"He's not only a legend here in Washington County, but I consider him a (national) high school legend," said Eugene "Yogi" Martin, supervisor of health education, physical education and athletics for the county Board of Education.
Reid, with a career record of 207-100-2, was coaching in his 29th year at Smithsburg, having taken two years off in the 1970s for a health problem. His team started this season with a 0-5 record, but he said the losses had nothing to do with his decision.
Sophomore defensive lineman Matt Hood, 16, said the team was told of the resignation at its Thursday practice by assistant coach Buddy Orndorff, who is now the team's head coach. He said Reid didn't speak to the team and was seen packing things in his office shortly before practice.
Hood said he wanted to play for Reid since he was 10 years old, and was sorry to see him go.
"He was great. He knew a lot," Hood said.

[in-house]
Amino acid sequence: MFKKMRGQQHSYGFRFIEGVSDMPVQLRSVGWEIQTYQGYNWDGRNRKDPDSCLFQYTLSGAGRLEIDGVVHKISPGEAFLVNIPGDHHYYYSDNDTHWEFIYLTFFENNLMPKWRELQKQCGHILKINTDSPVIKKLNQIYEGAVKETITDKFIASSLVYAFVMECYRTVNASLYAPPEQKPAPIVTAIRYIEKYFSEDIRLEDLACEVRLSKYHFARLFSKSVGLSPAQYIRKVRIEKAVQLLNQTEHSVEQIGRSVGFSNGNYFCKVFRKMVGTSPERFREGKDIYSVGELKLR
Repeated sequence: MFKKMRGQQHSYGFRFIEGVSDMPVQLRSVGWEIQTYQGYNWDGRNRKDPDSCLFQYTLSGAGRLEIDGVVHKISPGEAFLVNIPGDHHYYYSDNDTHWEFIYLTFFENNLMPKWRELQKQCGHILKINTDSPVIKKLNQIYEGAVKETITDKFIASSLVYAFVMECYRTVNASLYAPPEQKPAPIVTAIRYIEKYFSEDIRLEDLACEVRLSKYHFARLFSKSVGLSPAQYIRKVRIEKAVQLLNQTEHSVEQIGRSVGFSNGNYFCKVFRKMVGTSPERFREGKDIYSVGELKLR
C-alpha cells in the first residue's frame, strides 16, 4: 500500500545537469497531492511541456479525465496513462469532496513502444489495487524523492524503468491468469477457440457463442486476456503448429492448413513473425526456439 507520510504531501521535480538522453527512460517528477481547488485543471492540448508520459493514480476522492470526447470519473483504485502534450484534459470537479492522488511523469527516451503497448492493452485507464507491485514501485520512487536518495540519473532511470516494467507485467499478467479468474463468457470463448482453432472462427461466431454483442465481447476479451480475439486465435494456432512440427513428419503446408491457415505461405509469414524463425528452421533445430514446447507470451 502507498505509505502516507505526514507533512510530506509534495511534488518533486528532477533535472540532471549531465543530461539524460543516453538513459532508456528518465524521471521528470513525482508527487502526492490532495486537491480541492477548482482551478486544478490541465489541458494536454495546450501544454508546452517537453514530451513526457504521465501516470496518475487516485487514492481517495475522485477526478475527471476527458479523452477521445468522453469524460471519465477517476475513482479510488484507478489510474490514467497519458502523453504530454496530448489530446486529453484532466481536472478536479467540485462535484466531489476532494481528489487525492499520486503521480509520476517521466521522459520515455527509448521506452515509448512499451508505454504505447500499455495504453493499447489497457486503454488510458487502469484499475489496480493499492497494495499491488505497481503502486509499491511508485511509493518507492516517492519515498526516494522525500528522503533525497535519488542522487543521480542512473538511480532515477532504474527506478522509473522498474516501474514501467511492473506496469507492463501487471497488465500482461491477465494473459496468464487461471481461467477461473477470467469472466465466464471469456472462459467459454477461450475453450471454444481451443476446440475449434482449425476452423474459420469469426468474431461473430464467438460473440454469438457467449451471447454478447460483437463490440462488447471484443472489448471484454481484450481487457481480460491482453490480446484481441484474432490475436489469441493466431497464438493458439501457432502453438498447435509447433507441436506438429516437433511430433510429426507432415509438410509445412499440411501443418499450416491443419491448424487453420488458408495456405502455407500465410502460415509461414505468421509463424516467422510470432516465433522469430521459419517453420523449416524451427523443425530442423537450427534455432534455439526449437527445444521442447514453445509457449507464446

Reid took the Smithsburg job in 1967 after coaching in Virginia for 10 years, leading the Leopards to seven Bi-State League titles. Smithsburg claimed its lone Monocacy Valley Athletic League crown in 1984 when Reid led them to a 13-0 record and a state championship. The Leopards also won state titles in 1979, 1988 and 1994.
"For anyone to win four state championships says it all right there. You can count those people in the state of Maryland on one hand," Cross said.
Beyond the wins and losses, another measure of the success of Reid's program has been the many players who used his tutelage to go on to college, Martin said.
"There have been very few people who have been able to touch as many kids' lives and as many people's lives as he has," Martin said.
It was after the last state title three years ago that Reid first considered resigning, he said. But he was talked out of it by some of the players' parents who wanted him to return, he said.
Instead, he retired as a teacher at Smithsburg and stayed as coach.
In August, Reid was inducted into the Maryland Scholastic Football Coaches Hall of Fame and said then he was looking forward to the upcoming season.
Reid said his success at Smithsburg was a combined effort of players, coaches and others, including many volunteers who had no connection with the program other than just wanting to help.
"I'd like to thank all the people over the years who helped," he said.